Exambusters Study Cards 13 Solutions

 Molarity (State general equation)
 The number of moles of solute in a liter of solution.   M=n/L   M= molarity; n = moles; L = liters
 Solute
 The substance dissolved in another (solvent). Salt is the solute in salt water.
 Solvent
 A substance, usually a liquid, into which another substance (solute) is dissolved. Water is the solvent in iced tea.
 Solution (Give an example)
 A liquid, gas, or solid phase containing two or more components uniformly dispersed.   e.g. air, coffee, saltwater
 Calculate the molarity when 5 moles of NaCl is dissolved in 25 liters of water.
 M = n/L   M = 5/25 M = 0.2M
 Calculate the moles of NaCl in 5 liters of a 2 molar solution.
 M = n/L 2 M = n/5 L 10 = moles of NaCl
 Acid anhydride
 Non-metallic oxides which, when reacted with water, form acid solutions. e.g. CO2 + H2O → H2CO3 SO3 + H2O → H2SO4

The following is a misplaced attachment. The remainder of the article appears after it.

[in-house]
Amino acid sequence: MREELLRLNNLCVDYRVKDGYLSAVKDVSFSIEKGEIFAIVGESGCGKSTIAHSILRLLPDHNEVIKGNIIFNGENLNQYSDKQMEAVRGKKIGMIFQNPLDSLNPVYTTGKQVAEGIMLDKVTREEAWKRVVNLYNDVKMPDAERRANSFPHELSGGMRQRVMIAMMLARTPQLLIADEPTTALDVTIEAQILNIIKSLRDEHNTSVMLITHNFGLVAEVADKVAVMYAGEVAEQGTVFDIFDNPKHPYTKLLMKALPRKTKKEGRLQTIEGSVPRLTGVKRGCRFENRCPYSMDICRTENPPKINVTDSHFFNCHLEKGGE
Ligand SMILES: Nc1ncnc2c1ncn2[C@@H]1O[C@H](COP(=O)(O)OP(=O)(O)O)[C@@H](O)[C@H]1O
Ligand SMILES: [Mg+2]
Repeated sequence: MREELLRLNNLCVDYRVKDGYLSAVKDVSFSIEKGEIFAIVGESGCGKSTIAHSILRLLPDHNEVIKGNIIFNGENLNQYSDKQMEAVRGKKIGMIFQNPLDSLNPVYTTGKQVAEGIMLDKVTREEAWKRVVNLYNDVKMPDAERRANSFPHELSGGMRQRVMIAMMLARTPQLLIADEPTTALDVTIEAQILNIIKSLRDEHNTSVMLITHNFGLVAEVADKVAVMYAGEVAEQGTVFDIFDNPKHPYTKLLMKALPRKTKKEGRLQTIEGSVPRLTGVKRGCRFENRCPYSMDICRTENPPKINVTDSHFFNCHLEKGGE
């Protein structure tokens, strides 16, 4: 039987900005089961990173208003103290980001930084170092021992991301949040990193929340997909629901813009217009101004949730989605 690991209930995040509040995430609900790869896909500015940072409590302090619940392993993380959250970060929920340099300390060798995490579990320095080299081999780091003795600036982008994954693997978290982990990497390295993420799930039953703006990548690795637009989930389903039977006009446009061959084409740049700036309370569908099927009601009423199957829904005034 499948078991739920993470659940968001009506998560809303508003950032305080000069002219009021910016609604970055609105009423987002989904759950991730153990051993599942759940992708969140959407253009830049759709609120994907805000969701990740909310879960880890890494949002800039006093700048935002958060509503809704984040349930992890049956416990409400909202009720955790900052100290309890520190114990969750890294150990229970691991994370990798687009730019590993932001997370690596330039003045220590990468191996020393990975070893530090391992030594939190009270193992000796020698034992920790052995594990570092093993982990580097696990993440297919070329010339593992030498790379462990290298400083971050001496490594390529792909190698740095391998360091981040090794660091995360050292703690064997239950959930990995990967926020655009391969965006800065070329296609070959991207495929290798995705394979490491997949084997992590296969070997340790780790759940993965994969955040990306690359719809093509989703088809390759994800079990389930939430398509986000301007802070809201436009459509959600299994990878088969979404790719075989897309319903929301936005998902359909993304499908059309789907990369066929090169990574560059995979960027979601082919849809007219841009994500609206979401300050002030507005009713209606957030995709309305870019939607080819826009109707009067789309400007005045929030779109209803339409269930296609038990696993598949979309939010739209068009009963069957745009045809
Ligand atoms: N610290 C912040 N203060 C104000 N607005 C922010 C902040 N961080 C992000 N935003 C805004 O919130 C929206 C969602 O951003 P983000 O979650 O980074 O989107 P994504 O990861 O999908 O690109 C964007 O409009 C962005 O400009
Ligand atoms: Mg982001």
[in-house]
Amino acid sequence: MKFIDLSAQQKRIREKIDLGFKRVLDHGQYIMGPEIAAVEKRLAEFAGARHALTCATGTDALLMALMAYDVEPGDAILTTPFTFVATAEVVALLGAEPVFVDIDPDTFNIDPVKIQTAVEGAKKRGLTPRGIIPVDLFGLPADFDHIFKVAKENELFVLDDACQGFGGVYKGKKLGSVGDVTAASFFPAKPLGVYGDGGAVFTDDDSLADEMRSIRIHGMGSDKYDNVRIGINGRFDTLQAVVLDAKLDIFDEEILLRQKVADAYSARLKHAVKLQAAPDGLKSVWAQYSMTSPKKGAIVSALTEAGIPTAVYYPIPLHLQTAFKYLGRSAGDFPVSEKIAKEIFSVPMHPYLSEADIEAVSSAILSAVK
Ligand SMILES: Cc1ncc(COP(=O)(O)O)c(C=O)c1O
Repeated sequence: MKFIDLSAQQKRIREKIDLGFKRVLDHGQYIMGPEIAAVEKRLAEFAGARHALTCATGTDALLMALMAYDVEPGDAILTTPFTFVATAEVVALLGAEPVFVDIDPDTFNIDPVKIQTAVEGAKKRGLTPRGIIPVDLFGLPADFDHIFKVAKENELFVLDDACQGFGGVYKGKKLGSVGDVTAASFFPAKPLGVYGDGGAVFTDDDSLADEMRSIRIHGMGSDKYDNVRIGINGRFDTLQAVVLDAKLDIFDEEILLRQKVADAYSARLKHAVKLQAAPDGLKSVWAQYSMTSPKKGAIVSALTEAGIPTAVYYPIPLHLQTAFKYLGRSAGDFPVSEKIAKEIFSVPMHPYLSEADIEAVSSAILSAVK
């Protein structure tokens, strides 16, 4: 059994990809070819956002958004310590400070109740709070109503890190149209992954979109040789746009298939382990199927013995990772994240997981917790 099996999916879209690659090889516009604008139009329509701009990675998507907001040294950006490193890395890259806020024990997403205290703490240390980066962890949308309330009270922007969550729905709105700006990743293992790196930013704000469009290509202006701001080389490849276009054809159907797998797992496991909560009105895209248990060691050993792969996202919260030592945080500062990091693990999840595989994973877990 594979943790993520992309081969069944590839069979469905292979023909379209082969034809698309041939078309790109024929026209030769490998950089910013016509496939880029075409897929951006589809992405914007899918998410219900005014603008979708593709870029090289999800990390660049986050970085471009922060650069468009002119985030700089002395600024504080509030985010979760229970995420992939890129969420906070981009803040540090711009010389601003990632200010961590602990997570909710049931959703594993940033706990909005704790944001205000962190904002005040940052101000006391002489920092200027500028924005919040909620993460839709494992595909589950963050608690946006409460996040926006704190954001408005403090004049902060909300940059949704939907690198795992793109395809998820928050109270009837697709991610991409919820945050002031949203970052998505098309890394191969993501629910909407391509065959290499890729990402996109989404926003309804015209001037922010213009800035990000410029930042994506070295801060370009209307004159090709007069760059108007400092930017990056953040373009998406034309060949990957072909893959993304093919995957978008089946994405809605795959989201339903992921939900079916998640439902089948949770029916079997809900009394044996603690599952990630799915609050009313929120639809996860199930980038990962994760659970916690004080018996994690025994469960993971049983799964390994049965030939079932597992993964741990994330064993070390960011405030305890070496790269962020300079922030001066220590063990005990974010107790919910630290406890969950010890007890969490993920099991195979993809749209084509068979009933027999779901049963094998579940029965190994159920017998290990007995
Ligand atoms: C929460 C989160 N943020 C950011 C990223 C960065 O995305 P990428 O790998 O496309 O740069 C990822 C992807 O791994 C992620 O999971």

Basic anhydride
 Metallic oxides which, when reacted with water, form basic solutions. e.g. Na2O + H2O → 2 NaOH CaO + H2O → Ca(OH)2
 Why is water a good solvent for ionic compounds?
 Due to hydrogen bonding, water is polar. The negatively charged oxygen attracts a cation, and the positively charged hydrogen, an anion.
 Solubility Curves
 A curve for a given substance which shows how much dissolves in a given amount of solvent at different temperatures.
 How do temperature and pressure affect the solubility of a solid?
 Solubility usually increases with increasing temperature. Pressure has little effect.
 How do temperature and pressure affect the solubility of a gas?